The French refer to chestnuts as châtaigne or marron. A marron glacé is a confection; candied in sugar syrup and glazed – originating in southern France and northern Italy. Marrons glacés are an ingredient in many desserts and are also a pure delicacy on their own. The earliest known records of a recipe for marron glacés were written during the XVI century by an Italian cook that worked for Charles Emmanuel I. Towards the end of 19th century, Lyon was suffering from the collapse of the textile market, notably silk. In the midst of this crisis, Clément Faugier, a bridge and roadworks engineer, was looking for a way to boost the regional economy. In 1882 in Ardèche, with the help of a local confectioner, they created the first factory to produce marrons glacés. This chestnut Yule log (Bûche de Noël aux marrons) can be made a couple weeks in advance and kept frozen.
Chop two-third of the chestnuts and soak in Cognac for a few hours. Save remaining for topping.
Joconde biscuit is an almond sponge pastry classic, used as a base for many desserts and entremets. Makes two 18''x13''/46x33cm sheets. Preheated oven to 450ºF/230ºC 10 min before finishing biscuit. In the bowl of a stand mixer fitted with the whisk attachment, beat egg whites along with cream of tartar and half of sugar (15g) on high speed and whip until stiffness is achieved adding remaining sugar gradually. Transfer meringue to a clean large bowl and set aside. In the same bowl ; no need to clean it, combine the powders with the eggs, and beat on high speed for about 5 minutes or until pale yellow. Gently, fold one-third of the meringue into the almond mixture and add remaining meringue. Fold in melted butter but not hot. Spread evenly over baking trays lined with lightly oiled silicone mat, or parchment paper.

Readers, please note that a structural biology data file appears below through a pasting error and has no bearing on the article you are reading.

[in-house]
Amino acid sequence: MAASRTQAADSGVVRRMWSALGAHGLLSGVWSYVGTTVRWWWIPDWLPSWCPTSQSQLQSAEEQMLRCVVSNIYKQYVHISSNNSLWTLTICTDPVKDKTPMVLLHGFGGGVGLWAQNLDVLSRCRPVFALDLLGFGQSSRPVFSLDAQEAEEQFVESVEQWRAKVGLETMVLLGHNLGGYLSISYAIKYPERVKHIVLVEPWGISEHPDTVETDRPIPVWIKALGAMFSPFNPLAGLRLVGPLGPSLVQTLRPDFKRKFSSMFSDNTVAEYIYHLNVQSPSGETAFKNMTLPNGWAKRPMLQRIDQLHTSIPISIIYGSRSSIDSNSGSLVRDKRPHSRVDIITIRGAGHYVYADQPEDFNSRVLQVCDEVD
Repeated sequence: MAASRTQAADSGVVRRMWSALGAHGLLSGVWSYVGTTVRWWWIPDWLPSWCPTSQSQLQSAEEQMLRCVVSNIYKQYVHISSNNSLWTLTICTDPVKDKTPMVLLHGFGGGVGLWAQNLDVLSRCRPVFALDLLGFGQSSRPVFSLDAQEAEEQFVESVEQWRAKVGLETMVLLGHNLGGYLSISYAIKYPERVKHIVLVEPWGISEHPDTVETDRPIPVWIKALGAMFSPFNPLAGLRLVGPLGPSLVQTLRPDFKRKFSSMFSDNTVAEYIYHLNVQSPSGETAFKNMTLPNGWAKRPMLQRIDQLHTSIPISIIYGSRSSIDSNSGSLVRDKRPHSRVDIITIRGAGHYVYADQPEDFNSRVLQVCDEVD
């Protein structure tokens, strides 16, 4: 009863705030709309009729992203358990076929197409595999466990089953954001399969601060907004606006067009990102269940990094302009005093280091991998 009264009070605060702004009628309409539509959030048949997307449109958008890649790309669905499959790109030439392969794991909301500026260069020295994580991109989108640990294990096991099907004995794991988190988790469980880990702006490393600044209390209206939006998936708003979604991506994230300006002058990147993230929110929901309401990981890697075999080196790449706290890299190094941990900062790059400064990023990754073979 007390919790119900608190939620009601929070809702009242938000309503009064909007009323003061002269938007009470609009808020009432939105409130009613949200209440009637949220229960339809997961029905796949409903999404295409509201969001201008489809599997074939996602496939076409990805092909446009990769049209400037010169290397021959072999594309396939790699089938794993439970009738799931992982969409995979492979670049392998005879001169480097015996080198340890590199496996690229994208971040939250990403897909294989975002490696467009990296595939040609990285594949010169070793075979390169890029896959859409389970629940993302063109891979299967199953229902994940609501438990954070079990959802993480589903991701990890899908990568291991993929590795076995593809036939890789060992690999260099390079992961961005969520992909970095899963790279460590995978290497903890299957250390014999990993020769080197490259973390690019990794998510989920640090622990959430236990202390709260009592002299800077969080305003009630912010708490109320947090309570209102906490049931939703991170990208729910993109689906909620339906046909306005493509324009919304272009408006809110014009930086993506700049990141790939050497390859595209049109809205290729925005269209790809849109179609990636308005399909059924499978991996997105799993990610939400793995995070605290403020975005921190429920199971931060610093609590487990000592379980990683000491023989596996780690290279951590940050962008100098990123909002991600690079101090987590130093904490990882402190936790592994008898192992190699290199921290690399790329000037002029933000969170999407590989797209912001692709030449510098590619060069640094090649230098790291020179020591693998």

Bake for about 7 minutes or less. Do not over bake or it will break. Remove biscuit from oven and slide over countertop. Let cool, flip over kitchen towel or parchment. Let cool and remove the parchment paper or silicone mat. Wrap up and chill if used later.
Soak gelatin in cold water for about 5 minutes; drain. Bring to a boil milk and sugar. Meanwhile, beat yolks, sugar and starch. Temper yolk mixture with half of the hot milk – return mixture in milk; bring to a boil and cook for 2 minutes; whisking constantly. Remove from heat and add gelatin and butter; whisk well until smooth. Transfer onto a wrapped tray; wrap in contact. Let cool and refrigerate. Beat chestnut paste with Cognac. Add 1/4 of the custard first; beat well and add remaining custard – beat well on high speed until smooth. Then, fold in whipped cream.
Beat together heavy cream and chestnut cream to medium firm peaks.
Drain marinated chestnut. Overlap a few layers of plastic wrap onto the work surface. Place the Joconde biscuit; skin side up and spread chestnut mousseline evenly. Add marron pieces all over the mousseline. Roll out from the right or left using the plastic wrap as a guide and freeze for a couple of hours. Reshape the log if necessary; wrap again and freeze to harden. Cut off ends and save. Lightly coat the frozen log with some of the chestnut chantilly and top with the saved ends to mimic log knots. Pipe out remaining chestnut chantilly to cover the log. Garnish with milk chocolate shavings, silver pearls, candied chestnuts and Xmas decorations. Served thawed. Joyeux Noël 🎅🏻
2 thoughts on “Chestnut Yule Log”
Does this recipe make two yule logs or one Yule log? The biscuit recipe states it makes two sheets.
Indeed, recipe says: 10 servings. 1 log, 2 biscuit sheets 🎅🏻